BY ARTHUR S. LEONARD | A federal court judge in Pennsylvania has denied a school district’s motion to dismiss Title IX and equal protection claims by an elementary school transgender student denied the right to use the girls’ bathroom consistent with her gender identity.
On November 22, District Judge Robert D. Mariani, ruling on a suit brought on behalf of A.H. by “her next best friend and mother, Tracey Handling,” rejected the argument by the Minersville Area School District in central Pennsylvania that because the Trump administration withdrew an earlier Obama guidance on protection of transgender students under the Title IX sex nondiscrimination provisions of the Education Amendments of 1972, the complaint failed to state a valid claim.
Other federal districts courts in recent years, including another judge in Pennsylvania regarding the Pine-Richland School District near Pittsburgh, have also sided with transgender students on Title IX and equal protection claims, with the Chicago-based Seventh Circuit Court of Appeals in May becoming the first appellate bench to endorse that view in a suit brought by Ashton Whitaker, a male high school student in Kenosha, Wisconsin. The school district there is currently seeking Supreme Court of the Seventh Circuit decision, which could resolve this question nationally by June of next year.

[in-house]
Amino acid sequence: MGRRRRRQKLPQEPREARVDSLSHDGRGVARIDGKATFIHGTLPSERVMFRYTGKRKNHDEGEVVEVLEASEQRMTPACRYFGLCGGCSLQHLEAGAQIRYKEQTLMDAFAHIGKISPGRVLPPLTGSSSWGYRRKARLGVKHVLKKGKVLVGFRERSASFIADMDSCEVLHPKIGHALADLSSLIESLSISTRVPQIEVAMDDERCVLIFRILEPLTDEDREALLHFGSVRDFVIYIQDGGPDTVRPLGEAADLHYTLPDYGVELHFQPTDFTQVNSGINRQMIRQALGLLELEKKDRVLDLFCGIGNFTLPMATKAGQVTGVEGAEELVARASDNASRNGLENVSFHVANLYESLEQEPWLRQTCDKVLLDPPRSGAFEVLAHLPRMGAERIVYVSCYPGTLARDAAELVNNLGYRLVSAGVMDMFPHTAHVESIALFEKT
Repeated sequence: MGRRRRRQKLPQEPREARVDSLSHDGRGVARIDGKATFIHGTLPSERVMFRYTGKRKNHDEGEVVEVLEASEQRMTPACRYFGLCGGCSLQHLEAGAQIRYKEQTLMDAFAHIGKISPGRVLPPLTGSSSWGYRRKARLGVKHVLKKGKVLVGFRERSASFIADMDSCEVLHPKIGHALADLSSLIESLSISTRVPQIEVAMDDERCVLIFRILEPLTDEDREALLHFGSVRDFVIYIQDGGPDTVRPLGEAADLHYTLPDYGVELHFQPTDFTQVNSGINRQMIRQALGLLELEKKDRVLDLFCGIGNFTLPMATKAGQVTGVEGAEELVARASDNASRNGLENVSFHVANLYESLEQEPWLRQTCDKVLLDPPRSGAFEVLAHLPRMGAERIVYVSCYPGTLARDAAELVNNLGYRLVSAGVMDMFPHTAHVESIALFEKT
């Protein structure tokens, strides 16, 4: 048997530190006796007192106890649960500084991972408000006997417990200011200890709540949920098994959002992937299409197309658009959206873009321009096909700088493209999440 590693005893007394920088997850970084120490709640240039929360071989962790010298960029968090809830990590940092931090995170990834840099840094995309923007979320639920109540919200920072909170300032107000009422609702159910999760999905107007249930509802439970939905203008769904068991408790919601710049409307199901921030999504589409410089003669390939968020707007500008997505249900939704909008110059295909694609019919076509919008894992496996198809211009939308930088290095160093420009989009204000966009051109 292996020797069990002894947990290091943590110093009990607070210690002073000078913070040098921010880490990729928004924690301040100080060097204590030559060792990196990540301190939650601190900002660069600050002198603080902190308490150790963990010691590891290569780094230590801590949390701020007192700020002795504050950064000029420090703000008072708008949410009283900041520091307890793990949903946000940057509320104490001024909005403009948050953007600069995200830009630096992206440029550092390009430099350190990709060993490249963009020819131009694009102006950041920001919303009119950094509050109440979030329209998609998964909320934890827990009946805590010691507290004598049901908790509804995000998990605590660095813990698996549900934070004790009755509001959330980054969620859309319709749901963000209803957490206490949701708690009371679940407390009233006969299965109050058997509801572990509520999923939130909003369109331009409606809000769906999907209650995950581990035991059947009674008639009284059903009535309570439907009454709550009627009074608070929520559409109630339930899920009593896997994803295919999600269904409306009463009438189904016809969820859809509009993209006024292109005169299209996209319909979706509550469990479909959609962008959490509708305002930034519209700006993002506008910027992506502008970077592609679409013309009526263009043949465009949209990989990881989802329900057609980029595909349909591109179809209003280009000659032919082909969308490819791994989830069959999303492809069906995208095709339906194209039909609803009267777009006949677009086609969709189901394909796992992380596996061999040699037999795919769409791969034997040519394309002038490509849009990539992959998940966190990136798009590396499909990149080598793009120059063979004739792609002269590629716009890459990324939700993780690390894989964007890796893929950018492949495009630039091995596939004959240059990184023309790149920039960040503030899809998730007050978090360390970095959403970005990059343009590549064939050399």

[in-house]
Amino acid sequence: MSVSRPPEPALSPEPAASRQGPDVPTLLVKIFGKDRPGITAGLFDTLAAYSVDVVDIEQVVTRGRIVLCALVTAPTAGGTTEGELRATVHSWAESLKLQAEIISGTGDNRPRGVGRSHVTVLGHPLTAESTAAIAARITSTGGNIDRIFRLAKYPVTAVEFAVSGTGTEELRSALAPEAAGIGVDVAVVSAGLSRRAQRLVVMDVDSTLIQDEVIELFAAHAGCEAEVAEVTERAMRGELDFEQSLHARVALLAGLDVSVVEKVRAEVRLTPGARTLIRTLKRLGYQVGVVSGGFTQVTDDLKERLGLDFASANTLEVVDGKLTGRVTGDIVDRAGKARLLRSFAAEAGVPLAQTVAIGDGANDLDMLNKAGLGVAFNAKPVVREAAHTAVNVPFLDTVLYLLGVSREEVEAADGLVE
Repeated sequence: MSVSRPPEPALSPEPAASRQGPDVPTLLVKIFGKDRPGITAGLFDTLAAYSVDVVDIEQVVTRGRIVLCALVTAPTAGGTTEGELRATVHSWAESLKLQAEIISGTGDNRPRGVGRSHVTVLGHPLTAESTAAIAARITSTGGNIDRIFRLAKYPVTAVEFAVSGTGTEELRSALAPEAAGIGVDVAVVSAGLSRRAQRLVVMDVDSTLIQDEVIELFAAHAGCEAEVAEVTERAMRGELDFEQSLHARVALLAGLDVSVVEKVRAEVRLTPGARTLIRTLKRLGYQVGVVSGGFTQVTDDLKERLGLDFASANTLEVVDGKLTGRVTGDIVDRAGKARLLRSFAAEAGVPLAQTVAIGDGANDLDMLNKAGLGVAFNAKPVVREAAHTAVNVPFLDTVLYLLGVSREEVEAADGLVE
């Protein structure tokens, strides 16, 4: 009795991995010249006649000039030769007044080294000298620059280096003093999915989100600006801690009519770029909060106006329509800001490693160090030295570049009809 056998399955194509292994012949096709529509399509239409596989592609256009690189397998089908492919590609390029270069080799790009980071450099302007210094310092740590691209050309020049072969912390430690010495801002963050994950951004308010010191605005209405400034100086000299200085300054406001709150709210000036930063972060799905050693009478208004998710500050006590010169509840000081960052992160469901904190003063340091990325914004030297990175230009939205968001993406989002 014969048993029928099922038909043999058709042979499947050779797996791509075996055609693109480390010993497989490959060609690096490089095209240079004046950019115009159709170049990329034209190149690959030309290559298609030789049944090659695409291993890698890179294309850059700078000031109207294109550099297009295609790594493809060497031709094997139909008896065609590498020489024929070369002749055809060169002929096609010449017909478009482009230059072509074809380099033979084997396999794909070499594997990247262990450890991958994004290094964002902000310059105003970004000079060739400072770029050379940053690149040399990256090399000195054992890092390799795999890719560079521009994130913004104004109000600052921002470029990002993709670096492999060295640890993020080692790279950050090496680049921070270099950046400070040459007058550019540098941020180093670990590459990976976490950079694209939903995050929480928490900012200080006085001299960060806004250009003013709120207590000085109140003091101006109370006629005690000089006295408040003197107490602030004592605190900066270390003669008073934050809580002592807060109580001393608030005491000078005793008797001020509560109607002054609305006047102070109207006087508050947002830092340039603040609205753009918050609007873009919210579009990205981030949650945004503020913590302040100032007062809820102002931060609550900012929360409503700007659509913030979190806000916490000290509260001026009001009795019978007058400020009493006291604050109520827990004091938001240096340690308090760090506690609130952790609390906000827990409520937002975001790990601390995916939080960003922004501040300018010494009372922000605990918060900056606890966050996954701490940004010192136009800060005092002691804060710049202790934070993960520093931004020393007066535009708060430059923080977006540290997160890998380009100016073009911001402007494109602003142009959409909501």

Pennsylvania judge refuses to dismiss Title IX, equal protection claims
This past August, a different federal district court in Pennsylvania rejected claims made on behalf of cisgender high school students and their parents by the right-wing Alliance Defending Freedom that the youths’ rights of privacy were violated by the Philadelphia-area Boyertown Area School District’s policy of allowing trans students to access bathrooms consistent with their gender identity.
In the Minersville case, according to Judge Mariani’s decision, A.H. “was diagnosed with gender dysphoria while in kindergarten. Under the care of a pediatric psychologist, Plaintiff and her family have been exploring ways for Plaintiff to express her gender identity at home, in school, and in the community… Since beginning kindergarten in 2014, Plaintiff has continuously presented herself both in and out of school as a female. Plaintiff uses a female name, dresses in clothing traditionally associated with females, is addressed using female pronouns, and is known to her classmates as a female student.”
Regardless of Handling’s request that her daughter be allowed to use the girls’ bathroom, however, the school superintendent, Carl McBreen, said the privacy of other students trumped the trans girl’s needs.
When she was in kindergarten, the issue did not come up — since the classroom had only a single-use bathroom — until a field trip, when teachers required A.H. to wait until all the boys had used a male-designated bathroom and then allowed her to use it. “The incident upset Plaintiff and resulted in some of her classmates asking her why she, as a girl, was using the boys’ bathroom,” Mariani wrote.